A proposal to cut the Houston schools' energy costs will require the school district to borrow $39 million – an expense that some school board members said wasn't part of the package when they began discussing it last summer.
The initial approach consisted of contracting with two companies to install and own all new, energy-efficient equipment at Houston schools, which could include light bulbs, computer dimmers, thermostats, reflective windows, white and liquid reflective roofs, boilers and chillers. The district would pay for the program with the savings it earned on cutting its energy bills.
But Houston Independent School District administrators changed that plan, approved by the board in June, without consulting the trustees, some trustees said.
Instead, Chief Operating Officer Leo Bobadilla and Chief Financial Officer Melinda Garrett presented board members a different strategy earlier this month that calls for HISD to buy, own and maintain the equipment, and to issue bonds to pay for it.
“I thought it was going to be a giraffe, and it came out as a hippopotamus,” said Houston school board President Mike Lunceford.
Trustee Manuel Rodriguez had a different analogy: “It’s like we agreed to buy a 2012 Camaro and now we’re going to save up to go after a Ford Mustang.”
Bobadilla and Garrett declined to comment on the plan through a school district spokesman.
Under the plan trustees approved on June 9, two companies would examine the age and condition of HISD's mechanical, lighting, infrastructure and other building systems, according to that board meeting’s agenda.
Chevron and Carrollton-based Schneider Electric came out on top after going through a district competitive-bid process.
What Schneider and Chevron employees found during their examination would determine what measures they would take to slash HISD’s energy bills.
The district would pay for the program with the savings it earned on cutting its energy bills.
Borrowing the money instead made more sense, Bobadilla and Garrett told trustees, because as a government entity, the school district could obtain a lower interest rate than could Schneider or Chevron.
During a March 5 board agenda-review meeting, Garrett said HISD could save up to $7 million with the revised approach.
The problem was no HISD officials briefed the board that they had decided to change the financial structure of the energy-savings program, several trustees told Texas Watchdog.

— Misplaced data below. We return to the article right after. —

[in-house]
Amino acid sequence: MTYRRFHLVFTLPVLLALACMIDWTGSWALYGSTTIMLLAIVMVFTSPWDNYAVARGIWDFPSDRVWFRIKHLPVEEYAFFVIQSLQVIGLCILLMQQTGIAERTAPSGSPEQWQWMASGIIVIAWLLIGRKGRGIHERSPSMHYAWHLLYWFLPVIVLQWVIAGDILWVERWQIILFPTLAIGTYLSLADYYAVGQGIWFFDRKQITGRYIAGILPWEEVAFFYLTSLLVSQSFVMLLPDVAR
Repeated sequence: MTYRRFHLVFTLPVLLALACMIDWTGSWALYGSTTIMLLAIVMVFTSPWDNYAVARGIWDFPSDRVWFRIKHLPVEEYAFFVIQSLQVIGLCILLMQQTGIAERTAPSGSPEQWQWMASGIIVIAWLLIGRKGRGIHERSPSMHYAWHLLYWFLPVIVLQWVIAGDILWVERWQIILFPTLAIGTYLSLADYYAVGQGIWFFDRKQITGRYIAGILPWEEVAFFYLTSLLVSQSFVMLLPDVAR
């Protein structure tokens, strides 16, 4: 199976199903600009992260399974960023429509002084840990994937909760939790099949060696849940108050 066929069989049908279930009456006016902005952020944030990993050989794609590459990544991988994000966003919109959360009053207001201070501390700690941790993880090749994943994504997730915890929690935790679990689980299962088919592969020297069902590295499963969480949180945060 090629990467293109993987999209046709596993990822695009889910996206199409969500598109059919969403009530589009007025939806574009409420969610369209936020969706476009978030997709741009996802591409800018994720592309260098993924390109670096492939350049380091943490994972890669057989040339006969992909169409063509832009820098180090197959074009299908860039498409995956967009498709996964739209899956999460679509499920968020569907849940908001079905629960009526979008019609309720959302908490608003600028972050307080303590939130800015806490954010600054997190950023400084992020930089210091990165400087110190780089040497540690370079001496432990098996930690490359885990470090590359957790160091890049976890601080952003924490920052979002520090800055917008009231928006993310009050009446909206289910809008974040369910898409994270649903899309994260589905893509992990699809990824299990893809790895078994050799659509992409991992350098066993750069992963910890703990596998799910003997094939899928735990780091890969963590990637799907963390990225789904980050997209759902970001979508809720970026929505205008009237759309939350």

Rodriguez joined Lunceford and Trustee Greg Meyers in sharply questioning Bobadilla and Garrett about the revisions during an agenda review meeting.
“It’s not what we talked about,” Meyers said. “Don’t bring it forward without first bringing it up at a workshop (meeting).”
Rodriguez added, “It was the opposite of what we discussed last summer.”
Rodriguez said he understood in June that Schneider and Chevron would be responsible for any necessary repairs and maintenance of any equipment installed by the two companies.
HISD would pay for that work, so the arrangement would operate similar to a lease agreement, Rodriguez said.
“My understanding was that these two companies were going to assume the risk,” Meyers said. “Now, all of a sudden, we’re going to assume the risk.”
Lunceford also said that he is concerned that the bonds would have a 20-year life span – too long for HISD to realize any savings.
“By the time we paid off the costs, the savings would only be something like $90,000 over 20 years,” Lunceford said. “That’s not a very good return. The length of time should be five years, not 20. The faster you get your money back, the higher the returns.”
Over a longer term, many things could change, Lunceford said, eliminating any savings for the district.
“Some of the schools could be knocked down,” he said.
HISD staff currently is preparing a comparison between the original and the new plan, Meyers said.
“I’m grateful that the administration will bring the two back and we can examine them side by side more coherently and make sense of the two,” Meyers said.
Contact Mike Cronin at email@example.com or 713-228-2850. Follow him on Twitter at@michaelccronin or @texaswatchdog.
Keep up with all the latest news from Texas Watchdog. Fan our page on Facebook, follow us onTwitter and Scribd, and fan us on YouTube. Join our network on de.licio.us, and put our RSS feedsin your newsreader. We're also on MySpace, Digg, FriendFeed, and tumblr.
Photo by flickr user AZAdam, used via a Creative Commons license.
Like this story? Then steal it. This report by Texas Watchdog is licensed under a Creative Commons Attribution 3.0 United States License. That means bloggers, citizen-journalists, and journalists may republish the story on their sites with attribution and a link to Texas Watchdog. If you do re-use the story, e-mail firstname.lastname@example.org.